drawn out of the pit of destruction.  
We are like that.
We are weak on our own;
we need the Lord’s strength to be
delivered from our sinful ways.

We put our trust in God.
Our God is an awesome God.
“Many shall look on in awe
and trust in the Lord.”

Our psalmist says, “He put a new
song into my mouth.”  For us, too,
it is no longer the same old tune.
We are in fact a new creation, joyfully
singing out the good news.

Where does our joyful spirit come from?
It comes from the Lord, and we are called
to share what he has given us and to do
his will, which is our delight.


Discussion Questions for Reflection

1.   Our Psalm recalls for us that we place our trust in the Lord.  Speak
of how you have been lifted up and delivered by God.

2.  Our psalmist says that the Lord has put a new song into his mouth.
This reminds us that we are a new creation in the Lord.  Tell 

of how you have been reborn in the Spirit.

Monday, August 5, 2019

Psalm for Sunday, August 11, 2019


Psalm 33:  1, 12, 18-19, 20-22   (Read)

“The eyes of the Lord are upon those
who fear Him, to deliver them from death." 

The Lord's eyes are upon us because
we hold Him in awe, we praise Him.
Like a Good Shepherd He protects us
from harm; He puts up a hedge around us
and provides us with armor in our battle
against death and the evil one.  He feeds us
when we go through periods of spiritual
hunger.  He nourishes us and gives us our
daily spiritual bread.

Where else would we turn for deliverance
from death, the kind of death which is a
consequence of sin?  Remember, 'the wages
of sin is death,' and we are all afflicted.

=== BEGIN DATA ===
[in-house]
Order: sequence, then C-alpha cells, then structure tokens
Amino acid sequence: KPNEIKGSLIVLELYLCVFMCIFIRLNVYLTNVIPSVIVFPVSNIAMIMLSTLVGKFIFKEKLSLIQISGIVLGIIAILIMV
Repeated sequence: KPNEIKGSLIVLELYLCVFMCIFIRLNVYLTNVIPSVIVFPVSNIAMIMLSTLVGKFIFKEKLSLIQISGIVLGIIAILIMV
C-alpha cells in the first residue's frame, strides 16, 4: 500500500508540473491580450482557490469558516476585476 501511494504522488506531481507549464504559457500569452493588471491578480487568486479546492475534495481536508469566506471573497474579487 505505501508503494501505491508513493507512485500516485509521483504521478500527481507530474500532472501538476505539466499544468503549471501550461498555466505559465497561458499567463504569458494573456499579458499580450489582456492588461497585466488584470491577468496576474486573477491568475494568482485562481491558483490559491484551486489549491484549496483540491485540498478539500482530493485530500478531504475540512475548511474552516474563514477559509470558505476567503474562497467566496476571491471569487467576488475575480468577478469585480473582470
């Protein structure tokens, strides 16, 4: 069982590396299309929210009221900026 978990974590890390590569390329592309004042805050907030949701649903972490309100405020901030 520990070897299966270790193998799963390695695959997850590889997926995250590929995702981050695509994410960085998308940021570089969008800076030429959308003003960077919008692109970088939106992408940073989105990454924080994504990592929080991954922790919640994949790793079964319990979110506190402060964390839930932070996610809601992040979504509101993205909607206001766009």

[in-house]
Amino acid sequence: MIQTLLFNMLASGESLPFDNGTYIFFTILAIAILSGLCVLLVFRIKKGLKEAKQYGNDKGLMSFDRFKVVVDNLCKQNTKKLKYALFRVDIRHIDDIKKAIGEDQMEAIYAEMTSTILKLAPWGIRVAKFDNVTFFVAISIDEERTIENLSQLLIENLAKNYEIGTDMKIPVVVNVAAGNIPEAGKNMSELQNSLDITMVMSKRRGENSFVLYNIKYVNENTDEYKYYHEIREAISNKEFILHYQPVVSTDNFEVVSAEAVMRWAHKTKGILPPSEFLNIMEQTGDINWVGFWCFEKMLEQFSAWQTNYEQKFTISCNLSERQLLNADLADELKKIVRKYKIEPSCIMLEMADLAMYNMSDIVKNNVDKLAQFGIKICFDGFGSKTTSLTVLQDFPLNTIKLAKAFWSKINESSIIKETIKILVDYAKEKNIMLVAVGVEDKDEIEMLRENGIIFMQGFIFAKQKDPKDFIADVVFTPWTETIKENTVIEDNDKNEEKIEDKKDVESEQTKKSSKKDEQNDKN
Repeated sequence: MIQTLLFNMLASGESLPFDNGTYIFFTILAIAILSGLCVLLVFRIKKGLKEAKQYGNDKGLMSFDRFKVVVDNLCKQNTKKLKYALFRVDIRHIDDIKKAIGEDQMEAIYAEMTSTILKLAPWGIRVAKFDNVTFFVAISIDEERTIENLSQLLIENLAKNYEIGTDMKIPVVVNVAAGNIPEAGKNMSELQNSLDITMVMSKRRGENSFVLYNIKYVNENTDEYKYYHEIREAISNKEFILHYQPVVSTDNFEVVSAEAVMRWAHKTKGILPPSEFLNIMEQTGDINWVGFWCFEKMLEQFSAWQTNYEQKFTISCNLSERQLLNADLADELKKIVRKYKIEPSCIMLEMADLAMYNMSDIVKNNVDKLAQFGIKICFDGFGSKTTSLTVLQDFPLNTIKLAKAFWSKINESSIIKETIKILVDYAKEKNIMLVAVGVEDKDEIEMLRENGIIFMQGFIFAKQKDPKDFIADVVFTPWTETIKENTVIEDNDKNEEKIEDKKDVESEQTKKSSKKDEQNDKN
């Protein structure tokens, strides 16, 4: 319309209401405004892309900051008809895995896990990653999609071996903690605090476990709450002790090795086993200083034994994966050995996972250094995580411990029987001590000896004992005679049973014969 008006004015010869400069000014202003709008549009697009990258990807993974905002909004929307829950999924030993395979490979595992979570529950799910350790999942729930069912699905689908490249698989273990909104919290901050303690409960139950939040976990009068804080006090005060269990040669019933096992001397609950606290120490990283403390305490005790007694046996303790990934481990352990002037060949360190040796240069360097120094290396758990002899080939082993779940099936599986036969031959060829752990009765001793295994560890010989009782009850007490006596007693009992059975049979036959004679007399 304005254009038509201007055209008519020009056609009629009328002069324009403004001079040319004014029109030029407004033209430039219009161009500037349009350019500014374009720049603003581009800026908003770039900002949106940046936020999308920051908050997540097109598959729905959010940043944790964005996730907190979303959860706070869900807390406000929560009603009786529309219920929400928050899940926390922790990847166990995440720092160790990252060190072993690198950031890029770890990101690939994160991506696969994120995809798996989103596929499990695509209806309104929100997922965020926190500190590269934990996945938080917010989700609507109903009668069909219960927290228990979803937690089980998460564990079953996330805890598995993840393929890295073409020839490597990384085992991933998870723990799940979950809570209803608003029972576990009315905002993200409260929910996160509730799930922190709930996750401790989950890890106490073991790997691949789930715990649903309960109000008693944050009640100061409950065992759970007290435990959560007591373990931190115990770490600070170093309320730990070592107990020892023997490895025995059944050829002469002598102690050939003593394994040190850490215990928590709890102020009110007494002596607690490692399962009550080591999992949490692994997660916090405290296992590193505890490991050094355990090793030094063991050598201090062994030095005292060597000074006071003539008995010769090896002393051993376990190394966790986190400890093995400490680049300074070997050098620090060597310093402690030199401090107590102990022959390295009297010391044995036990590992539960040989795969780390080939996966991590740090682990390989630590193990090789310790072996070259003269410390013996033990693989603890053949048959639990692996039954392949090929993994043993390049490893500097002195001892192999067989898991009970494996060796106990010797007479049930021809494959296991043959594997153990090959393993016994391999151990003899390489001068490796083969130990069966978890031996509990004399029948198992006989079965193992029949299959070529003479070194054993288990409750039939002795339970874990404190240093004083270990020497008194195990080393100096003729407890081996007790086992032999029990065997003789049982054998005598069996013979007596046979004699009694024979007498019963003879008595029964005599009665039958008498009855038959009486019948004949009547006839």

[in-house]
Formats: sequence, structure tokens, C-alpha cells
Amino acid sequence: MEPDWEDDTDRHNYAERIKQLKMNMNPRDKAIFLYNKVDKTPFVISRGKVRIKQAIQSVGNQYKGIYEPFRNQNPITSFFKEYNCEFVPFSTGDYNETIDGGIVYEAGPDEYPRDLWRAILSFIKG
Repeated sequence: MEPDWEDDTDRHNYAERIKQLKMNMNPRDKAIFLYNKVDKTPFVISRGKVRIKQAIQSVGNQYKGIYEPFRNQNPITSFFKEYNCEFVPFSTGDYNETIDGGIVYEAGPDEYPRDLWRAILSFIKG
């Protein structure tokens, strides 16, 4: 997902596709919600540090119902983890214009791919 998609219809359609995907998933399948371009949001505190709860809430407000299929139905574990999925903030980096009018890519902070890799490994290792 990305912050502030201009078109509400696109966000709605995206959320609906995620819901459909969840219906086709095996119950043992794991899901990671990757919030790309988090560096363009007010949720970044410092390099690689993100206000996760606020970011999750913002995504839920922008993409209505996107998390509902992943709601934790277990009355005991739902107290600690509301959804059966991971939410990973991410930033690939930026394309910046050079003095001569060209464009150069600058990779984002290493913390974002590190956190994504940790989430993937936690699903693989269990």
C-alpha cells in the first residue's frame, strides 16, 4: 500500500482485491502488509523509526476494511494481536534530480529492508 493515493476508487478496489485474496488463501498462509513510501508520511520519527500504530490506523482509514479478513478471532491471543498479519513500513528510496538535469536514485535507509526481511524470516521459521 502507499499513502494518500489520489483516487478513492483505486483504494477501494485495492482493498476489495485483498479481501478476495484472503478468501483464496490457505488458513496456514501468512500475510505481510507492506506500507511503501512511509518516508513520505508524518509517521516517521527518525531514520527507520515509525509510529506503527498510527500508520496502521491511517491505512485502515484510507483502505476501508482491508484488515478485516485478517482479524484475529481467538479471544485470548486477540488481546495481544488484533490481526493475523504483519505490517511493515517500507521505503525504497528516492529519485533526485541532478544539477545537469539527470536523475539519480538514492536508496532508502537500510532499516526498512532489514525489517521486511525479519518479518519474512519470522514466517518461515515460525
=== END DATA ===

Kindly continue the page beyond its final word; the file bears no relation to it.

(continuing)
Fortunately for us, Christ destroyed death
and brought life to us.

We would be dead in our sins without
the Lord's protection, defeated by the evil one
without the Lord's armor.  And when our heart
is starved for God's presence, when our bones
are dry, He nourishes us and breathes life into
our dry bones.

It is through His divine plan that we are saved.
Our own feeble efforts count for nothing.
We must be submissive and abandon ourselves
to His will and His grace.  Because Christ humbles
Himself for our sake, there is hope for us,
even in our time of spiritual famine.  That is the
meaning of the verse, “Lord, let your mercy
be on us, as we place our trust in you.”


Discussion Questions for Reflection

1.  Our Psalm Response this Sunday is, "Blessed the people
the Lord has chosen to be His own."  Speak of how you apply
this verse to your daily life.

2.  Verse 12 of the Psalm says, "Blessed is the nation whose God
is the Lord."  Tell of how important it is that our nation receive
God's blessing and His protection.